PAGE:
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The Commissar: History, Context, Poetics – Marat Grinberg

March 21 @ 5:30 pm - 7:00 pm

Filmed in 1967, but kept from release for twenty years, Alexander Askoldov’s The Commissar</i. is unquestionably one of the most important, complex, and paradoxical films of the post-war Soviet era, Based on a short story by Vasily Grossman, it tells of a female Red Army commissar who is forced to stay with a Jewish family near the frontlines of the battle between the Red and White Armies as she waits to give birth. The film drew the ire of censors for its frank portrayal of the violence faced by Russian Jews in the wake of the revolution. Marat Grinberg, the author of the first book on the film, will introduce its fascinating production and release history, the film’s diverse literary and cinematic contexts, and discuss its many-sided poetics of Jewishness, femininity, and the revolution.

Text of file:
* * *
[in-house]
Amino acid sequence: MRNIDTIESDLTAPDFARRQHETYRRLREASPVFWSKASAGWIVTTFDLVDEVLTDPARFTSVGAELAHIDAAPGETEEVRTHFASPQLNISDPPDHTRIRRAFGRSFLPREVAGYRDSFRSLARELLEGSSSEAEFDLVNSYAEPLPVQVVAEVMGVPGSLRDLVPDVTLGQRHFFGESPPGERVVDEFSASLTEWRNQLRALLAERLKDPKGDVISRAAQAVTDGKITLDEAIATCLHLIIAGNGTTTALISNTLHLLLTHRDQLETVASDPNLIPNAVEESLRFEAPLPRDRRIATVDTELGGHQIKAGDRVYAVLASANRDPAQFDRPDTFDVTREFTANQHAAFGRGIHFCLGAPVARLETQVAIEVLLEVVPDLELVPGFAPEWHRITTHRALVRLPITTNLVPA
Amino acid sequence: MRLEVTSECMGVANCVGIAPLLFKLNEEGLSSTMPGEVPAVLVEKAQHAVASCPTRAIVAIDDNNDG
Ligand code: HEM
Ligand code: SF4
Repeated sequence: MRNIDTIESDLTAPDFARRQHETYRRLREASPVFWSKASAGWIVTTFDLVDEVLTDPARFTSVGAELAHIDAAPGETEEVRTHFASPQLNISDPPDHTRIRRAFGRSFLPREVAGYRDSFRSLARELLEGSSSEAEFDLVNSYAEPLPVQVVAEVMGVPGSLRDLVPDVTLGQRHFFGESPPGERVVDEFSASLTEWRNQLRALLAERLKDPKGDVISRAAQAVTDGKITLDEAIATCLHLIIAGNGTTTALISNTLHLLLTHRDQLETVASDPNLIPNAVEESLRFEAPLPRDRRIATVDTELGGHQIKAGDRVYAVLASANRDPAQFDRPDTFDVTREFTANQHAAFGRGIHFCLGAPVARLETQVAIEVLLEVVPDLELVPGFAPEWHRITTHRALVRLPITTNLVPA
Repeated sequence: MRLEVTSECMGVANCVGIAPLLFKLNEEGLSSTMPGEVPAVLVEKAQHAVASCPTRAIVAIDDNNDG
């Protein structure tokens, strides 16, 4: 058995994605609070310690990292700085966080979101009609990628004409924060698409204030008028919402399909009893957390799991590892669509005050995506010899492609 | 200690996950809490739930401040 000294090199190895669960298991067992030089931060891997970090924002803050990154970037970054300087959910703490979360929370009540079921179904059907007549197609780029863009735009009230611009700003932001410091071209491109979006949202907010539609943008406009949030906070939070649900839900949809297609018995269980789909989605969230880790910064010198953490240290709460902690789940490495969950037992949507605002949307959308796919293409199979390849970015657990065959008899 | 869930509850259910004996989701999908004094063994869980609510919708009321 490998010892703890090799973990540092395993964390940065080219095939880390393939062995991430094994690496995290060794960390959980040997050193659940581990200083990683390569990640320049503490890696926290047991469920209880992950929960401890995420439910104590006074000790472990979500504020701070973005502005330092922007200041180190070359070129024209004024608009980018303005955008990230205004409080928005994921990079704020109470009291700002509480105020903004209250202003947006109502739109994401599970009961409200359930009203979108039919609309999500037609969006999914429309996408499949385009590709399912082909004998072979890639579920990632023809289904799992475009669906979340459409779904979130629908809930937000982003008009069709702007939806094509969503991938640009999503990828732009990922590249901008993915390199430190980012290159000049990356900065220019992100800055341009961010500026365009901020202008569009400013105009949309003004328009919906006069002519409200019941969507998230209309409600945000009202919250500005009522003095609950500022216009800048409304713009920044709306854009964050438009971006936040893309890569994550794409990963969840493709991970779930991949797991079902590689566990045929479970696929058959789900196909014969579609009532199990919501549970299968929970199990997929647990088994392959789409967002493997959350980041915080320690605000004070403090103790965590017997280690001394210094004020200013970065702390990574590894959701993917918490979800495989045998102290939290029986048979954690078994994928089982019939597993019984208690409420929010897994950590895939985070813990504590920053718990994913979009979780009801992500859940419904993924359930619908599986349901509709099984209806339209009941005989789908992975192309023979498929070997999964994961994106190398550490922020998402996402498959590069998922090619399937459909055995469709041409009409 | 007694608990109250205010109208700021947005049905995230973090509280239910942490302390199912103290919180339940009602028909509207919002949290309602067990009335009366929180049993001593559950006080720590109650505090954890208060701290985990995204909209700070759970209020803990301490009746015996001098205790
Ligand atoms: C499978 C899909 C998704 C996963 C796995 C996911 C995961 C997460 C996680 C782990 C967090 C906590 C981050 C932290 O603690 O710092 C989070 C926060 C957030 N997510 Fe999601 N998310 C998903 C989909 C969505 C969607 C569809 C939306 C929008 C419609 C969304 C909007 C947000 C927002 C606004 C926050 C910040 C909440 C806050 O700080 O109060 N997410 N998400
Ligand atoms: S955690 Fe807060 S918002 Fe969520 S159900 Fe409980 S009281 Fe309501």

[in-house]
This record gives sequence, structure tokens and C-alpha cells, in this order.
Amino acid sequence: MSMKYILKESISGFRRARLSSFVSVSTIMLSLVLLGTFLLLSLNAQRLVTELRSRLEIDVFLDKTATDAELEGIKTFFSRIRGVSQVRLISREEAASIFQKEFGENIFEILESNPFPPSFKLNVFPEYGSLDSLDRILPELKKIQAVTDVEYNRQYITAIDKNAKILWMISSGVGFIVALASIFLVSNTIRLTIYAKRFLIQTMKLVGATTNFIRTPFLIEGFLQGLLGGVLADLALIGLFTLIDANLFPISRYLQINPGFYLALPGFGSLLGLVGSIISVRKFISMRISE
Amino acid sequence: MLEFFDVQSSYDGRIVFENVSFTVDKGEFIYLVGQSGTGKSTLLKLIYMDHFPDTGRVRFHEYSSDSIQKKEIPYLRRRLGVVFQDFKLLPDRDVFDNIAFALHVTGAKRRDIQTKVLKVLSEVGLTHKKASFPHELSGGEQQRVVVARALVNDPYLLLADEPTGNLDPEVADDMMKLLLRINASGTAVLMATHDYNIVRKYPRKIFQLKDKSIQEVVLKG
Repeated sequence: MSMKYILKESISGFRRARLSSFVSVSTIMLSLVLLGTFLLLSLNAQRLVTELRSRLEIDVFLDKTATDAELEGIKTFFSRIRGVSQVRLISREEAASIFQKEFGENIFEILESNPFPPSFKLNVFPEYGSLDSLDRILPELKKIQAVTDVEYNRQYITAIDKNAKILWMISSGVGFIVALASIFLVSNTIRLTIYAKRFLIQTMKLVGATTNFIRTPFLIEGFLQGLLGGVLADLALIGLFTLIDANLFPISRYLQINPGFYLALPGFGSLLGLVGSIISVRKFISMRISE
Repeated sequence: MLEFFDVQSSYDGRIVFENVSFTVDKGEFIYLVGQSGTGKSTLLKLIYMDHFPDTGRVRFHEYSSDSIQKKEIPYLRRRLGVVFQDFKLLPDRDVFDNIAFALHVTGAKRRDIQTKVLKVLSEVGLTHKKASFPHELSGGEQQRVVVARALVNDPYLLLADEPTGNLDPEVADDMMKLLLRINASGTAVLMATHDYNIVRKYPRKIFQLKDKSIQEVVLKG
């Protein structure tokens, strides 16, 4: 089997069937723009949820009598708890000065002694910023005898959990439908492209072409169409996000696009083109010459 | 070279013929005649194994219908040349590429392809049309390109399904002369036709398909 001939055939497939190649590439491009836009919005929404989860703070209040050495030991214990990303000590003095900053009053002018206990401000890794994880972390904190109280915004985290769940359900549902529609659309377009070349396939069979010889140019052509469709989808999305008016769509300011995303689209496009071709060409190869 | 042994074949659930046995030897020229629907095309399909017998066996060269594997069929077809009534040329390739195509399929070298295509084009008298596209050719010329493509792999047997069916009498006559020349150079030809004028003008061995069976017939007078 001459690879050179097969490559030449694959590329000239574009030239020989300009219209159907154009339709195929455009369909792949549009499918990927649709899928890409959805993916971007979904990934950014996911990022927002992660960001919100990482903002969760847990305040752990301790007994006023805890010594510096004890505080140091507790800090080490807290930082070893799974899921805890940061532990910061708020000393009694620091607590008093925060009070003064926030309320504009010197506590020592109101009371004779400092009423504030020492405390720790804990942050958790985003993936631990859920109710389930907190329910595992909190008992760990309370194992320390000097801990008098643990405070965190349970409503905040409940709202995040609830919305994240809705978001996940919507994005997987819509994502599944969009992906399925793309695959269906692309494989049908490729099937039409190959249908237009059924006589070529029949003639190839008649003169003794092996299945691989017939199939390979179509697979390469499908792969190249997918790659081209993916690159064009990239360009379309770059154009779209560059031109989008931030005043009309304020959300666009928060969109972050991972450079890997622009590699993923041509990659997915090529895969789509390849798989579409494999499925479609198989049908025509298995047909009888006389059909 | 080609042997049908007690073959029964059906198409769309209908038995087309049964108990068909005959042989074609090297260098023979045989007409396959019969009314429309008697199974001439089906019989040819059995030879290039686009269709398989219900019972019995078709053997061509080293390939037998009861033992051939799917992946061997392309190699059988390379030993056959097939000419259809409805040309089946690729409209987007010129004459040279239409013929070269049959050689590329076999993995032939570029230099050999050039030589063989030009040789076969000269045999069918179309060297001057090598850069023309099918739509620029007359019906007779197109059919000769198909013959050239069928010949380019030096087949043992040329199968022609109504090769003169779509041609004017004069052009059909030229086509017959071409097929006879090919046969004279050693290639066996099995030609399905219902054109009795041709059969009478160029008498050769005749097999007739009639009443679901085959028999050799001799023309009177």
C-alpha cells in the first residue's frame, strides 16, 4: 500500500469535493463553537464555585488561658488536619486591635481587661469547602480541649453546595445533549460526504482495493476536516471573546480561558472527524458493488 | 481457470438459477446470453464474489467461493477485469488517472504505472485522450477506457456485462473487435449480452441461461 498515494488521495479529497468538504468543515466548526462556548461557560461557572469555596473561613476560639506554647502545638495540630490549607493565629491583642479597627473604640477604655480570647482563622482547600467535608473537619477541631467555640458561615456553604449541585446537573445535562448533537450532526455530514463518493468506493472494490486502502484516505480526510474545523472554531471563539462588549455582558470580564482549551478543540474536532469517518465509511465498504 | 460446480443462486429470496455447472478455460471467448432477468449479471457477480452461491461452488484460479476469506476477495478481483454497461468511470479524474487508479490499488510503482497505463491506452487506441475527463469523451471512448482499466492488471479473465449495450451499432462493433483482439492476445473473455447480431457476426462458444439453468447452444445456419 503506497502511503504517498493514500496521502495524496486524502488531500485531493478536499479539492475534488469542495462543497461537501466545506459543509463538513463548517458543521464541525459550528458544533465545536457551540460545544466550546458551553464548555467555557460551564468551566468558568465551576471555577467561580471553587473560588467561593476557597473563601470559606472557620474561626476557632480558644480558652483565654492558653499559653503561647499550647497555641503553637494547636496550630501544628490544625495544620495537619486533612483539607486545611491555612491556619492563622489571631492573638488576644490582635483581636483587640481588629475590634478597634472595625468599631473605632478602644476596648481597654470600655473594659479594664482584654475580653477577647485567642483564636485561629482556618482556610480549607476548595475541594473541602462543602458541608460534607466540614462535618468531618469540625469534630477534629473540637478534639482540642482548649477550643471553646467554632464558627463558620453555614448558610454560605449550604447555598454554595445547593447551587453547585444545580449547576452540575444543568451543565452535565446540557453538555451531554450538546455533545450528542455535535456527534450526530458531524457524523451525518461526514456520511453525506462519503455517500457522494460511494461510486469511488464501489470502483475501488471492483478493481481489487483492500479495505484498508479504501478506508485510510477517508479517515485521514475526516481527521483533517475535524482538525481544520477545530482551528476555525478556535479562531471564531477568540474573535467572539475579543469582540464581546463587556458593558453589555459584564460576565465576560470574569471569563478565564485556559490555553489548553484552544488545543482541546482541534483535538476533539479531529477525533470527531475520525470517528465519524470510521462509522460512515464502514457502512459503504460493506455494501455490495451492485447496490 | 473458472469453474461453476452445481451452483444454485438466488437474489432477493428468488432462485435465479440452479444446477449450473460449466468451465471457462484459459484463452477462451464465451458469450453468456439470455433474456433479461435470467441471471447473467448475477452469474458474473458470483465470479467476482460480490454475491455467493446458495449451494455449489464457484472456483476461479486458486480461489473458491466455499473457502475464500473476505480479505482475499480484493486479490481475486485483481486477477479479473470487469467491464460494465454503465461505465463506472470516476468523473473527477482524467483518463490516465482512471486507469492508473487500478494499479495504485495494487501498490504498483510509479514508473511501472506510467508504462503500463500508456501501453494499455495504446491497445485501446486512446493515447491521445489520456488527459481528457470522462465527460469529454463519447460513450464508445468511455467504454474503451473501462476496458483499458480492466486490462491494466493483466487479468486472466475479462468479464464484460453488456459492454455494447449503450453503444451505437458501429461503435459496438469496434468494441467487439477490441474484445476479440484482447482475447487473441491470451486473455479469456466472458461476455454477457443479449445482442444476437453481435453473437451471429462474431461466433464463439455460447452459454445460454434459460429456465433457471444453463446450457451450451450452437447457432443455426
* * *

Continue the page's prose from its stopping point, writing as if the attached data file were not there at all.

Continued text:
Marat Grinberg is associate professor of Russian, Humanities and Comparative Literature at Reed College. Widely published in both scholarly and journalistic venues, his work investigates constructions and politics of Jewishness in literature and film. His most recent book is Aleksandr Askoldov: The Commissar (2016). He is also a co-editor of Woody on Rye: Jewishness in the Films and Plays of Woody Allen (2013). His most recent essays have appeared in the LA Review of Books, Cineaste, and others.

Co-sponsored by the UNC Center for Slavic, Eurasian, and East European Studies, the UNC Department of Germanic and Slavic Languages and Literatures, and the Carolina Center for Jewish Studies